The UK’s National Institute for Health and Care Excellence (NICE) has published an update to its methods and processes for health technology assessment. The update follows a year-long review and includes a number of significant changes to how innovative medicines will be evaluated for pricing and reimbursement in the UK.
One key change is the introduction of a “severity modifier”. Previously, all quality-adjusted life years (QALYs) were considered of equal value in NICE decision-making, with the exception of “end-of-life” therapies and treatments for ultra-rare diseases, assessed via the highly specialized technologies track. NICE is now introducing a severity modifier, which will place increased value on QALY gains in severe diseases. For conditions considered more severe, QALY gains will be upweighted by a multiplier of 1.2 or 1.7. Eligibility for the multiplier will be determined by lifetime QALY shortfall, absolute or proportional, for the eligible patient population compared to the general population.
The proposal to replace the current end-of-life modifier with a new severity modifier will provide a broader definition of severity that considers quality as well as quantity of life, acknowledges high burden in chronic, non-fatal disease, and better reflects evidence on what society values. The new severity modifier will benefit patients with a wider range of conditions, for example, musculoskeletal, inflammatory, and mental health, in addition to cancer, which the previous end-of-life modifier focused on. It will support access to medicines that will treat very severe diseases.
How might granular real-world evidence support demonstration of severity?
This revision of the NICE evaluation process will make demonstration of burden of disease and evidence on disease natural history much higher priorities for conditions that are potentially eligible for the severity modifier. Real-world evidence (RWE) studies can be a powerful means of capturing this type of data – here are some study design implications for RWE studies developed with this purpose in mind:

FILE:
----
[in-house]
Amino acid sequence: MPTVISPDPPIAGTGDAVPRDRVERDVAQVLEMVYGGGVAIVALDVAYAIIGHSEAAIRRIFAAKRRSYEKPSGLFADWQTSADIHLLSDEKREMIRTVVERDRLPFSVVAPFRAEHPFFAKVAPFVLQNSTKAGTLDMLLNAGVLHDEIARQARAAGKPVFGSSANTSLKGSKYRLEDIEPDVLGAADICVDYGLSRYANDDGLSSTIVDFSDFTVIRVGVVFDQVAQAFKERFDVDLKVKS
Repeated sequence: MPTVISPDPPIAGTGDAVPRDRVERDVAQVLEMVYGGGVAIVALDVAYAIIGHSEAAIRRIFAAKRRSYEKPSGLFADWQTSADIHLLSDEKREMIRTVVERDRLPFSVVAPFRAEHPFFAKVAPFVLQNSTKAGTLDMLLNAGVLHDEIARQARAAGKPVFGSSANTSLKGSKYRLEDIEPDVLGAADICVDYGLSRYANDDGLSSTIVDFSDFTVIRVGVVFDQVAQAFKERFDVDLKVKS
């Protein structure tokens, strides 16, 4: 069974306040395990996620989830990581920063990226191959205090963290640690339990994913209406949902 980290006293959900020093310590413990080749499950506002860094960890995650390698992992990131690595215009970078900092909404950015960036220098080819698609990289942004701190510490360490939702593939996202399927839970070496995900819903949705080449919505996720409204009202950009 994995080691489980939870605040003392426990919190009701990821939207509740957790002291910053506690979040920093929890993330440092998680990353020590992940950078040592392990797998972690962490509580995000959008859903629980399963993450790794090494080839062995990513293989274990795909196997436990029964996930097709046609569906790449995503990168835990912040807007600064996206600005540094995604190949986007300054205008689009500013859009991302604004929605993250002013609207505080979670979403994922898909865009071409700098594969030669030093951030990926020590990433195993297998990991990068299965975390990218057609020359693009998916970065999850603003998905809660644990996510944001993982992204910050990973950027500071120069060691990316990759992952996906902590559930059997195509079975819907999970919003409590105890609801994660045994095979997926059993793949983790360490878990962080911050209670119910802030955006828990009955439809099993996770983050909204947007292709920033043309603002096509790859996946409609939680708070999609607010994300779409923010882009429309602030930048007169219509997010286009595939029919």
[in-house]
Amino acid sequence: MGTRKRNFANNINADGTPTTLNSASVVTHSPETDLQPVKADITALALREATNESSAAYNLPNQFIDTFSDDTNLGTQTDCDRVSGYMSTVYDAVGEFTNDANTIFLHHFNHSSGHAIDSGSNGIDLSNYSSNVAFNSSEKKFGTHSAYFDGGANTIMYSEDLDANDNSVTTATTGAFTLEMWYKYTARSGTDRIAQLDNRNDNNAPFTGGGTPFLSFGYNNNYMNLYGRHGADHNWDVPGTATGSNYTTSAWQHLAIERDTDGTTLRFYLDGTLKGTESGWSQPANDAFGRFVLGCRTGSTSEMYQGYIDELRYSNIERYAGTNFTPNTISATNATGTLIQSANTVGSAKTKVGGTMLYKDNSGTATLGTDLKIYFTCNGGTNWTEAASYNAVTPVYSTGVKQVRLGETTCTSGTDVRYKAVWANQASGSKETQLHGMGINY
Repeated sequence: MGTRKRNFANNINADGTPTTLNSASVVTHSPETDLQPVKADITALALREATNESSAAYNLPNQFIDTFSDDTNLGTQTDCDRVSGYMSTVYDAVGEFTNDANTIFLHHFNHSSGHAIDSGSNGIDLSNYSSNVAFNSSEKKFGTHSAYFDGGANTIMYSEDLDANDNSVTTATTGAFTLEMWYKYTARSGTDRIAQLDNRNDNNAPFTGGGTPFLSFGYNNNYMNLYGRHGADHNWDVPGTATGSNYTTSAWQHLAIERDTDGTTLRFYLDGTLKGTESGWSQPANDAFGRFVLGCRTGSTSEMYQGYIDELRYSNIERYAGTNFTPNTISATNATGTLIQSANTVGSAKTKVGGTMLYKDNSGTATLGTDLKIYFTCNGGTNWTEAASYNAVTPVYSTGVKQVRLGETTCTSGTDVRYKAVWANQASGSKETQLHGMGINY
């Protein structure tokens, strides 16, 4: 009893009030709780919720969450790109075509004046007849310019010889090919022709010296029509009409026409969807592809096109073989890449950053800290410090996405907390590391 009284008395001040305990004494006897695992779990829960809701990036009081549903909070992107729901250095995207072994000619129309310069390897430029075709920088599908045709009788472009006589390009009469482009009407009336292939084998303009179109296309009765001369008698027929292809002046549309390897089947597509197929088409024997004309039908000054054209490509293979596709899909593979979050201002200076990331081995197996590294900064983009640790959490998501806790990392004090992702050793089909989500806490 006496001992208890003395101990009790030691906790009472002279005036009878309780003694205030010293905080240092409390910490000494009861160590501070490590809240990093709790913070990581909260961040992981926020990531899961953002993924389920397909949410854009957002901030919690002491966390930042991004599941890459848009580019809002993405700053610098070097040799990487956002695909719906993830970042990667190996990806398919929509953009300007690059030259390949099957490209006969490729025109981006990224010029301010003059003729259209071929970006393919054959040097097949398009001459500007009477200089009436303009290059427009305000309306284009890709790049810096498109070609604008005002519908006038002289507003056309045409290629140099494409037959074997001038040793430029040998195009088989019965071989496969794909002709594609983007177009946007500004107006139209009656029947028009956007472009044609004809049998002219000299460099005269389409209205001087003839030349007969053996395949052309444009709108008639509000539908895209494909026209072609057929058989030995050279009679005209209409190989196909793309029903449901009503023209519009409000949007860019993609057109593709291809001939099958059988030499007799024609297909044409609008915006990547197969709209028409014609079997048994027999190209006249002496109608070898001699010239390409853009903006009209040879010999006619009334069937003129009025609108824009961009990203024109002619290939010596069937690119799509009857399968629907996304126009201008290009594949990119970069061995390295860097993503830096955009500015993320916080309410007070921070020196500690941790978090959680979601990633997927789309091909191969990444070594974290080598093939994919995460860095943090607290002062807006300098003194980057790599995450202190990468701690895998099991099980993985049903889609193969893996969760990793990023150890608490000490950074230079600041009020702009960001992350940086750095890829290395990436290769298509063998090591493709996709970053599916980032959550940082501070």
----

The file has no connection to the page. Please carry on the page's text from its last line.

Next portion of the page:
• Recruitment: speed is likely to be important, so recruiting a broad cohort very quickly may be vital, for which community recruitment could be well suited. Site-based/clinician-led recruitment could be run simultaneously and used to produce confirmatory data where required.
  • Inclusion/exclusion criteria: criteria should be broad to enable representation of the widest cohort, for example, age, severity of disease, etc.
  • Definition of subgroups: this would be based on the therapeutic indication and any relevant subgroups, particularly where NICE may consider representativeness in clinical data to be weak (including certain age groups or disease severities).
  • Duration: cross-sectional data capture would be the selected research methodology, although speed of recruitment may be a key driver of how long recruitment remains open.
  • Data capture: EQ-5D would be considered as a default instrument for data capture as it is the preferred method of NICE, along with adult, youth, and proxy versions which align with broad tranches of ages and severities. However, consistency with disease-specificity or other studies may argue for different or additional instruments. Other patient-reported outcome instruments may also enable quantification of aspects of burden for which EQ-5D is less well suited.
Over the coming months, Vitaccess will be providing more detailed insights on the implications of the severity modifier for manufacturers preparing for NICE submissions. Our team is also available to advise on how our digital registries and other RWE solutions can help to fill critical evidence gaps in this area.
Register here for our next webinar, taking place on Tuesday April 5, 15:00 BST/16:00 CEST, to hear our experts discuss this topic further.
You can also get in touch with our team at


By Mark Larkin & Casey Quinn



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